Treatment of foals with congenital flexure deformity varies with the severity of the deformity. Repeated intervals of brief exercise in a small paddock for the first few days of life may be all that is necessary. Physical therapy in the early stages, which involves manually straightening the limb two or three times daily, may also be helpful.
If the condition has not improved by the third day post-foaling, every other day administration of oxytetracycline under the supervision of a veterinarian is frequently beneficial, along with the application of a toe extension.
The toe extension is cut out of a thin piece of aluminum upon which the foal’s foot has been traced along with the amount of extension needed. The toe extension is then taped on the foot with Elastikon. In severe cases, splints can be combined with the toe extension, but we rarely find this necessary.
Acquired Flexure Deformities
Acquired flexure deformities usually develop between two and six months of age. The cause of this deformity is still elusive. Genetics, nutrition (excessive carbohydrates and unbalanced minerals) and exercise are thought to play key roles. It is the authors’ opinion that this syndrome is not part of the developmental orthopedic disease (DOD) complex, but in many cases is caused by a response to pain.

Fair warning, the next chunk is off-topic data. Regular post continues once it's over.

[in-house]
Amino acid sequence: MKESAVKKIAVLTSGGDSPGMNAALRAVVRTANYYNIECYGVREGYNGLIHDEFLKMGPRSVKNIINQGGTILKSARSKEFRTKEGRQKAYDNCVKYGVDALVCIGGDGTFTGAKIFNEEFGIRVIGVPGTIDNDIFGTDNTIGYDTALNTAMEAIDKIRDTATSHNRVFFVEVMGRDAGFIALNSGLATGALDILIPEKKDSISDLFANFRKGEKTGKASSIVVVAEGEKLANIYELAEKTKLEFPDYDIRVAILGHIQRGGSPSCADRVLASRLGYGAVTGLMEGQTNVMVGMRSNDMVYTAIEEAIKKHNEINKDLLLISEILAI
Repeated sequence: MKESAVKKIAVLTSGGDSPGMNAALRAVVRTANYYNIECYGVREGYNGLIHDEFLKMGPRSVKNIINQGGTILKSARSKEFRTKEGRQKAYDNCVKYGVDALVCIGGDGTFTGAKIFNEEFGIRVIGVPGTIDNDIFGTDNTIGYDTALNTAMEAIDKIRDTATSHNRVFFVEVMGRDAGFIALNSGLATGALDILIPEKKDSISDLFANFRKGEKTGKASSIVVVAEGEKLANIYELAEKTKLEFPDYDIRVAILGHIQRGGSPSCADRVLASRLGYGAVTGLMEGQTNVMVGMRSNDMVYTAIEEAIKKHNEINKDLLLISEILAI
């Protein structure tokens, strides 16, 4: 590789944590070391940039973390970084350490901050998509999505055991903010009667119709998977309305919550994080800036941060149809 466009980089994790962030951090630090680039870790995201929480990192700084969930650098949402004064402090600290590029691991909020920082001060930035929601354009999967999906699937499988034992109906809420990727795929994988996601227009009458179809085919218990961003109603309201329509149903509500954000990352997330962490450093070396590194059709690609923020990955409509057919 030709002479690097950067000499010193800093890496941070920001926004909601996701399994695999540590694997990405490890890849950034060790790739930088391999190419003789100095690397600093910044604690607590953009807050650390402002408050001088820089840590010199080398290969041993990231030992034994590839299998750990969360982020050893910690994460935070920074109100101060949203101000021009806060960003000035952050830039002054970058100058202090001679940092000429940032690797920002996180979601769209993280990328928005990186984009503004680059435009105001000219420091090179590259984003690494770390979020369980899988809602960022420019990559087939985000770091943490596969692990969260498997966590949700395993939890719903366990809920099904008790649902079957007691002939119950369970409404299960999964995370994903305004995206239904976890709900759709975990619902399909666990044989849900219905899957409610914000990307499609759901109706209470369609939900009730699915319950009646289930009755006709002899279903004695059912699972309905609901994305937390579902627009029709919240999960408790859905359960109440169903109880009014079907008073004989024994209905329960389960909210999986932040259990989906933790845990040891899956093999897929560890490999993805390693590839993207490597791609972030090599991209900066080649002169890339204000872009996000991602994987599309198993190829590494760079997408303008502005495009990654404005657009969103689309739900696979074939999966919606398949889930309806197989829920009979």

Any discomfort in the foot or lower limb will initiate the flexure withdrawal reflex. This causes the flexor muscles above the tendon to contract, leading to altered positions of the distal joint.
Since the flexure deformity in this case is secondary to discomfort, the source of any lameness that accompanies a flexure deformity should be investigated with physical evaluation, local anesthesia and radiographs.
A genetic component must also be considered for acquired flexure deformities. Year after year, some mares consistently produce foals that develop flexure deformities in the same limb. With any flexure deformity, an attempt should always be made to determine the cause and correct it immediately.
The initial clinical sign may only be abnormal wear of the hoof at the toe. Closer investigation may reveal an increased hoof wall angle. The heels may not contact the ground after trimming. A prominent coronary band may or may not be present.
The foal will usually have a normal pastern angle. Heat in the affected foot and hoof tester pain will usually be present as a result of trauma to the toe.